Six Days In Fallujah Publisher Says Game Isn't "Political Commentary"

"Our job now is to show people that we’re not making Call of Duty," Publisher Victura said about Six Days in Fallujah.

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The once-dead, now-revived tactical first-person shooter Six Days in Fallujah has been embroiled in controversy since its inception for depicting a deadly battle during the Iraq War. Now, Publisher Victura is again defending its embattled title, saying developer Highwire Games is "not trying to make a political commentary" about the conflict.

In an interview with Polygon, Victura head Peter Tamte said that the purpose of Six Days in Fallujah is to highlight "the complexity of urban combat" by putting players in the shoes of real-life Marine soldiers who must contend with the decisions made by people in power.

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"For us as a team, it is really about helping players understand the complexity of urban combat," Tamte said. "It's about the experiences of that individual that is now there because of political decisions. And we do want to show how choices that are made by policymakers affect the choices that [a Marine] needs to make on the battlefield. Just as that [Marine] cannot second-guess the choices by the policymakers, we're not trying to make a political commentary about whether or not the war itself was a good or a bad idea."

This begs the question, though. If Highwire Games and Victura aren't taking a stand on "whether or not the war itself was a good or bad idea," then what's the game's point? According to Tamte, the reason he's pursuing it again is so people don't forget about the war.

"A message that I heard from all of the people who've lost loved ones in battle is, they don't want their child or friend's sacrifice to be forgotten," Tamte said. "Even the ones who were very opposed [to the war in Iraq]. And I had conversations with many of them, as well as other members of our team--especially former military who are on our team [that] had conversations with many of these families in 2009--and we heard one after the other, 'We don’t want you to make a game about this, but we don't want our son's sacrifice to be forgotten.' It's a mixture of that. The reality is that most people are not aware of the battle for Fallujah."

The Second Battle of Fallujah--Six Days in Fallujah's narrative focus--took place between November and December 2004, the peak of the Iraq War conflict. The six-day battle in particular saw hundreds of casualties--many of which were unarmed Iraqi civilians. According to the humanitarian group the International Red Cross, as many as 800 civilian lives were lost by inhumane means, such as using the chemical white phosphorous as a weapon by the US. The Iraq War was fueled by false allegations from former President George W. Bush, who claimed without evidence that Iraq was building weapons of mass destruction. The invasion by US forces has resulted in thousands of civilian deaths during the conflict.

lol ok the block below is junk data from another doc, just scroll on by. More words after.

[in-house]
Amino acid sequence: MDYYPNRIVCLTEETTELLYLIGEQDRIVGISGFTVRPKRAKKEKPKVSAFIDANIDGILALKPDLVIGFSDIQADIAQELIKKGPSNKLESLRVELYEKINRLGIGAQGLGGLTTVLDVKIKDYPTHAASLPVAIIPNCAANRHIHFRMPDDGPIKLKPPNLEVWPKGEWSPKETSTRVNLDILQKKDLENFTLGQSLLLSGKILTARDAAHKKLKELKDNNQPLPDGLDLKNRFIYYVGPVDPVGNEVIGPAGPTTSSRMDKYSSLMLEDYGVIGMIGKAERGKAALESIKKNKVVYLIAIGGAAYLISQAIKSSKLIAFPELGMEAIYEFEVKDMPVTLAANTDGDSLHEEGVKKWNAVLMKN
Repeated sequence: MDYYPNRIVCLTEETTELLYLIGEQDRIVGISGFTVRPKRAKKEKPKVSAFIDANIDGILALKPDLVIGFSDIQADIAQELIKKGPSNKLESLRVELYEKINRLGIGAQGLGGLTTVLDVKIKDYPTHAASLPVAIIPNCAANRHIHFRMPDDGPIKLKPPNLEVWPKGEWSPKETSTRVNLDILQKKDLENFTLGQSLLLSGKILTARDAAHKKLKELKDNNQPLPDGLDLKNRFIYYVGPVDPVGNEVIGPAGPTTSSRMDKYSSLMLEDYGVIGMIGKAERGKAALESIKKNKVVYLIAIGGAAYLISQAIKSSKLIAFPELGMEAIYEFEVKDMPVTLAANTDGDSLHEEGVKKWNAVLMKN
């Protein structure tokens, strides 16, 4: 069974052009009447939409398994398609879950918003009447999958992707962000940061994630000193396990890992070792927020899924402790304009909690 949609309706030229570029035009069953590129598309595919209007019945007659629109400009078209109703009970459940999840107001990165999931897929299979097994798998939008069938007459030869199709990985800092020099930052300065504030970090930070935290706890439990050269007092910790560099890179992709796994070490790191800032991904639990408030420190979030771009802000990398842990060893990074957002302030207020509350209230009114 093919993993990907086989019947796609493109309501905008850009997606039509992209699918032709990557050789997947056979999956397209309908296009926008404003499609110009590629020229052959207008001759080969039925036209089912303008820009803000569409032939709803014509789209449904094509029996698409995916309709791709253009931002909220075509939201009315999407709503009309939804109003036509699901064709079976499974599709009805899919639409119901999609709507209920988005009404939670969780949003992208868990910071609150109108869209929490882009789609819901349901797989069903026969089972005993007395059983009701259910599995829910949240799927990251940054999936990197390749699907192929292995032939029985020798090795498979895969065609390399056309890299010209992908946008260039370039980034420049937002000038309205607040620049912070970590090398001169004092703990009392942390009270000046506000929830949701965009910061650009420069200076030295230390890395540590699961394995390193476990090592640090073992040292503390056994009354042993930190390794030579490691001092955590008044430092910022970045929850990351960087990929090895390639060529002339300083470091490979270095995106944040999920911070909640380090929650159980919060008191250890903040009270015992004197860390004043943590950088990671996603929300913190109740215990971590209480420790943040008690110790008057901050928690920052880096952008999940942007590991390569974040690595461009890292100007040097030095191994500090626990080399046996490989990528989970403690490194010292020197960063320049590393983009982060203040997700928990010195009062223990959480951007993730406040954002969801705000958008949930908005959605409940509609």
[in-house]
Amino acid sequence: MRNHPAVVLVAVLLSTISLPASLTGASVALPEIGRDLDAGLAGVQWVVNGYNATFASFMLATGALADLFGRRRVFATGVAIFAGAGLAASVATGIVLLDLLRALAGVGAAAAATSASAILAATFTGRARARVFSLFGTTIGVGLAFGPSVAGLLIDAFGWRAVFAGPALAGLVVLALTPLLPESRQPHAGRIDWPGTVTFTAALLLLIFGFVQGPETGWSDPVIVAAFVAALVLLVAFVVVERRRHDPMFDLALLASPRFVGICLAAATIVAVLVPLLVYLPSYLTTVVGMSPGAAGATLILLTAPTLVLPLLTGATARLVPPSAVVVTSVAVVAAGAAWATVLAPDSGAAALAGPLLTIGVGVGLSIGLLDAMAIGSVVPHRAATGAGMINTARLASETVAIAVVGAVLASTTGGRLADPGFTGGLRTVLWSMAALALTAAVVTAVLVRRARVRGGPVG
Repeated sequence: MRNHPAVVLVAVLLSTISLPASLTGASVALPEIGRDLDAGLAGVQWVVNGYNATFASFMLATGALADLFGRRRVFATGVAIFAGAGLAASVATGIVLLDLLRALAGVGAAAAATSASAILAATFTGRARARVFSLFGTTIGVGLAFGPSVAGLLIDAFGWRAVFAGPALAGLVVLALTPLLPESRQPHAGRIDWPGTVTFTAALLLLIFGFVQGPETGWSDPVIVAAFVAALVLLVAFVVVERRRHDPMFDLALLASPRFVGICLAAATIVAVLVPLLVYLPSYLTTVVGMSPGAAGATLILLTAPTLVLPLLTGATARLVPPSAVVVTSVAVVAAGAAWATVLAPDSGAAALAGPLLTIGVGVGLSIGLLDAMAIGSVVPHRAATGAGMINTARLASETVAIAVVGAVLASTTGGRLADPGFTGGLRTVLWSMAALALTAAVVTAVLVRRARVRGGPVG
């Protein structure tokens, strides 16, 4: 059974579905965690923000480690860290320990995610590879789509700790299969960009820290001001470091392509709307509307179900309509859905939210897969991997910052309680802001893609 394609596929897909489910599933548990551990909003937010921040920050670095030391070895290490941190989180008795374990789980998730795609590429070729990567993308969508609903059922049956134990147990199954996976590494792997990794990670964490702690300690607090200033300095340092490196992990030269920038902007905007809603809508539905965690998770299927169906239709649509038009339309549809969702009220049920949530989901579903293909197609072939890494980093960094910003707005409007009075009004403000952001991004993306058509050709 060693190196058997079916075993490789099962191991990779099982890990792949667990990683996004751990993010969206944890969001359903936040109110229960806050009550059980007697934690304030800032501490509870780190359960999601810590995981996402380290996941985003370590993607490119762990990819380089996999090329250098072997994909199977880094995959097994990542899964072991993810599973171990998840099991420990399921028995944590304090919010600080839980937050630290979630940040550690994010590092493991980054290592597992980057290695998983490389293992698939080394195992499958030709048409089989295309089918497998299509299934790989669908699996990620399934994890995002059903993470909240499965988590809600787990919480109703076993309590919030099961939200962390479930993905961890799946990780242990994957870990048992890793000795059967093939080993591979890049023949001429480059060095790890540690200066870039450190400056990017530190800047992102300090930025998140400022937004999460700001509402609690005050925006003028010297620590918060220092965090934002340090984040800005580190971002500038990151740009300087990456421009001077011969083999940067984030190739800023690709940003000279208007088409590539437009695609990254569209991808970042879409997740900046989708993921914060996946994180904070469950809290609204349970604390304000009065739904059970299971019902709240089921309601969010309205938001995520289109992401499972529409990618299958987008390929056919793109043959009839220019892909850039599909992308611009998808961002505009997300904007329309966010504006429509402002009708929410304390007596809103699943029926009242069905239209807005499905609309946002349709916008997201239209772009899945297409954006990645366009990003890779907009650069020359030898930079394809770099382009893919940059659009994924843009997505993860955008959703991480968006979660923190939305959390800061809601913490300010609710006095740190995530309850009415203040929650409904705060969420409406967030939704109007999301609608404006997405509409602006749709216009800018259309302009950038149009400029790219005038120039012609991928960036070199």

Tamte doesn't think Highwire Games or Victura have to contend with this backdrop, though he noted players shouldn't walk away from Six Days in Fallujah thinking we need more war.

"I don't think players are going to be confused about the cost [of war]," Tamte said. "I just don’t think that they're going to walk away from this experience going, 'We need more war.'"

Dodging questions about the political substance of games is something the industry often does, as evidenced by Ubisoft during the initial launch of The Division 2. However, industry veterans aren't easily fooled by the thin veil, like Naughty Dog co-president Neil Druckmann, who took to Twitter to criticize people who make games with "serious subject matter."

Ultimately, Tamte said he understands people's reservations about Six Days in Fallujah. It's a complicated conflict that deals with complicated circumstances staining US history. Still, Highwire Games and Victura aren't making a Call of Duty experience and that, Tamte hopes, will give him and his team the leeway to share stories that shouldn't be lost to time.

"We share the same objective they have, which is, we don't want their son's sacrifice to be forgotten," Tamte said. "But do I understand their caution about it? Absolutely. Absolutely. Because for most of those people, their only idea of a video game is watching somebody else play Call of Duty. Call of Duty is a sport, and if somebody made a sport out of the killing of my son, I'd be pretty upset. Our job now is to show people that we're not making Call of Duty."

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